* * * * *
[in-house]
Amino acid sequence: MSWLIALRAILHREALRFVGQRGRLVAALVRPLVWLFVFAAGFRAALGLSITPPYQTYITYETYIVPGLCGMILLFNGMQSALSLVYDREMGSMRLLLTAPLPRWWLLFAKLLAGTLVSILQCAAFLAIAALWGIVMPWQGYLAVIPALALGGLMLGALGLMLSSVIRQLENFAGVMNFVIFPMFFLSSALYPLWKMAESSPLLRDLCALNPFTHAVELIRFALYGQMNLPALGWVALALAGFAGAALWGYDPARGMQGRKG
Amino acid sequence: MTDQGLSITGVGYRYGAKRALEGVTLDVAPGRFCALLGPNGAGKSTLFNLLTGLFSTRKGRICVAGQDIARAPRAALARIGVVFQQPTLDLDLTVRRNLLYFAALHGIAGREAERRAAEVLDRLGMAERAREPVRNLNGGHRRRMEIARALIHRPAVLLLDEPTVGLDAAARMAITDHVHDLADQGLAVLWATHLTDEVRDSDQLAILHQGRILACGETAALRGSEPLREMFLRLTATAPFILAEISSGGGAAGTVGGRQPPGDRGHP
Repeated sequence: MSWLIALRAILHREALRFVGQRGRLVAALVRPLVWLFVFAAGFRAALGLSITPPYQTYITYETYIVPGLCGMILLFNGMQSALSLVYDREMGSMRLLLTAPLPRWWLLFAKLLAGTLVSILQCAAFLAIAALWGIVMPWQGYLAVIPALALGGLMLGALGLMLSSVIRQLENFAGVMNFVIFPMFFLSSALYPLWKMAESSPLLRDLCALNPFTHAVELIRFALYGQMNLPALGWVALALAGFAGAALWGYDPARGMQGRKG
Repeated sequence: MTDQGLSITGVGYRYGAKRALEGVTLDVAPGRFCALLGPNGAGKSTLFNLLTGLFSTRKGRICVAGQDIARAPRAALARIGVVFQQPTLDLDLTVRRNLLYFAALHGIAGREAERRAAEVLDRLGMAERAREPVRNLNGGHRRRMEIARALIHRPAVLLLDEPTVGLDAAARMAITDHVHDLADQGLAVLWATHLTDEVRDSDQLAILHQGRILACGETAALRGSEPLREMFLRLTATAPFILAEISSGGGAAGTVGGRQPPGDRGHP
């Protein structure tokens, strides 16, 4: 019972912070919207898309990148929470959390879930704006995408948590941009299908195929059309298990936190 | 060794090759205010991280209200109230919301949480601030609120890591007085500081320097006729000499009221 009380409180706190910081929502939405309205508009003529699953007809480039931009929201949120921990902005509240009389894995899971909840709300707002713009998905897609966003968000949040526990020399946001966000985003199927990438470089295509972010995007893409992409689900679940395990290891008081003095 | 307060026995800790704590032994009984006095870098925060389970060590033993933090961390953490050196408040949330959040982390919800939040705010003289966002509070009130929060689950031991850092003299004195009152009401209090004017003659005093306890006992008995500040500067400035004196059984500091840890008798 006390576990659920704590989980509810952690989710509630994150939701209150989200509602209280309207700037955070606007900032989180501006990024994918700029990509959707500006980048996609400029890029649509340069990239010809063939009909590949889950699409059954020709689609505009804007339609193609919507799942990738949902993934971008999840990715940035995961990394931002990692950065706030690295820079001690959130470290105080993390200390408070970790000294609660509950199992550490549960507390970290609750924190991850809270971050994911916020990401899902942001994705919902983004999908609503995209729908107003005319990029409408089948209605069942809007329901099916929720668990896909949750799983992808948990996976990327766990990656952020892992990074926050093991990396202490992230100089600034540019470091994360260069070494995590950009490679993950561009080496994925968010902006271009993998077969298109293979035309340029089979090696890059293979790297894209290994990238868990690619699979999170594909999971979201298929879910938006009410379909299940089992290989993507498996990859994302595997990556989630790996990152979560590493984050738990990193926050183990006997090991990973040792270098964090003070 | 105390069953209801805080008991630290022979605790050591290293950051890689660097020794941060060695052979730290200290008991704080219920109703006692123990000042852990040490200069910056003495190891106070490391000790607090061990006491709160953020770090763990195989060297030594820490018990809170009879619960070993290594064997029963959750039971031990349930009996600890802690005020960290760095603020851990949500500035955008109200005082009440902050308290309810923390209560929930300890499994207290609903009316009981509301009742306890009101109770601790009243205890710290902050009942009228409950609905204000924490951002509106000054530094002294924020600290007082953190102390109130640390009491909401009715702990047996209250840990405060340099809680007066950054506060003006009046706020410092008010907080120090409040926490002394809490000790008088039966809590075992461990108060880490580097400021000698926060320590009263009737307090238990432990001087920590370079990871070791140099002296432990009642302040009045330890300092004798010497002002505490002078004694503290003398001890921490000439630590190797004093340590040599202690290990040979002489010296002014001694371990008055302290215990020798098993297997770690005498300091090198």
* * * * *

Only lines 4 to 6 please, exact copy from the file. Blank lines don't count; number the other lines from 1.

Repeated sequence: MSWLIALRAILHREALRFVGQRGRLVAALVRPLVWLFVFAAGFRAALGLSITPPYQTYITYETYIVPGLCGMILLFNGMQSALSLVYDREMGSMRLLLTAPLPRWWLLFAKLLAGTLVSILQCAAFLAIAALWGIVMPWQGYLAVIPALALGGLMLGALGLMLSSVIRQLENFAGVMNFVIFPMFFLSSALYPLWKMAESSPLLRDLCALNPFTHAVELIRFALYGQMNLPALGWVALALAGFAGAALWGYDPARGMQGRKG
Repeated sequence: MTDQGLSITGVGYRYGAKRALEGVTLDVAPGRFCALLGPNGAGKSTLFNLLTGLFSTRKGRICVAGQDIARAPRAALARIGVVFQQPTLDLDLTVRRNLLYFAALHGIAGREAERRAAEVLDRLGMAERAREPVRNLNGGHRRRMEIARALIHRPAVLLLDEPTVGLDAAARMAITDHVHDLADQGLAVLWATHLTDEVRDSDQLAILHQGRILACGETAALRGSEPLREMFLRLTATAPFILAEISSGGGAAGTVGGRQPPGDRGHP
């Protein structure tokens, strides 16, 4: 019972912070919207898309990148929470959390879930704006995408948590941009299908195929059309298990936190 | 060794090759205010991280209200109230919301949480601030609120890591007085500081320097006729000499009221 009380409180706190910081929502939405309205508009003529699953007809480039931009929201949120921990902005509240009389894995899971909840709300707002713009998905897609966003968000949040526990020399946001966000985003199927990438470089295509972010995007893409992409689900679940395990290891008081003095 | 307060026995800790704590032994009984006095870098925060389970060590033993933090961390953490050196408040949330959040982390919800939040705010003289966002509070009130929060689950031991850092003299004195009152009401209090004017003659005093306890006992008995500040500067400035004196059984500091840890008798 006390576990659920704590989980509810952690989710509630994150939701209150989200509602209280309207700037955070606007900032989180501006990024994918700029990509959707500006980048996609400029890029649509340069990239010809063939009909590949889950699409059954020709689609505009804007339609193609919507799942990738949902993934971008999840990715940035995961990394931002990692950065706030690295820079001690959130470290105080993390200390408070970790000294609660509950199992550490549960507390970290609750924190991850809270971050994911916020990401899902942001994705919902983004999908609503995209729908107003005319990029409408089948209605069942809007329901099916929720668990896909949750799983992808948990996976990327766990990656952020892992990074926050093991990396202490992230100089600034540019470091994360260069070494995590950009490679993950561009080496994925968010902006271009993998077969298109293979035309340029089979090696890059293979790297894209290994990238868990690619699979999170594909999971979201298929879910938006009410379909299940089992290989993507498996990859994302595997990556989630790996990152979560590493984050738990990193926050183990006997090991990973040792270098964090003070 | 105390069953209801805080008991630290022979605790050591290293950051890689660097020794941060060695052979730290200290008991704080219920109703006692123990000042852990040490200069910056003495190891106070490391000790607090061990006491709160953020770090763990195989060297030594820490018990809170009879619960070993290594064997029963959750039971031990349930009996600890802690005020960290760095603020851990949500500035955008109200005082009440902050308290309810923390209560929930300890499994207290609903009316009981509301009742306890009101109770601790009243205890710290902050009942009228409950609905204000924490951002509106000054530094002294924020600290007082953190102390109130640390009491909401009715702990047996209250840990405060340099809680007066950054506060003006009046706020410092008010907080120090409040926490002394809490000790008088039966809590075992461990108060880490580097400021000698926060320590009263009737307090238990432990001087920590370079990871070791140099002296432990009642302040009045330890300092004798010497002002505490002078004694503290003398001890921490000439630590190797004093340590040599202690290990040979002489010296002014001694371990008055302290215990020798098993297997770690005498300091090198």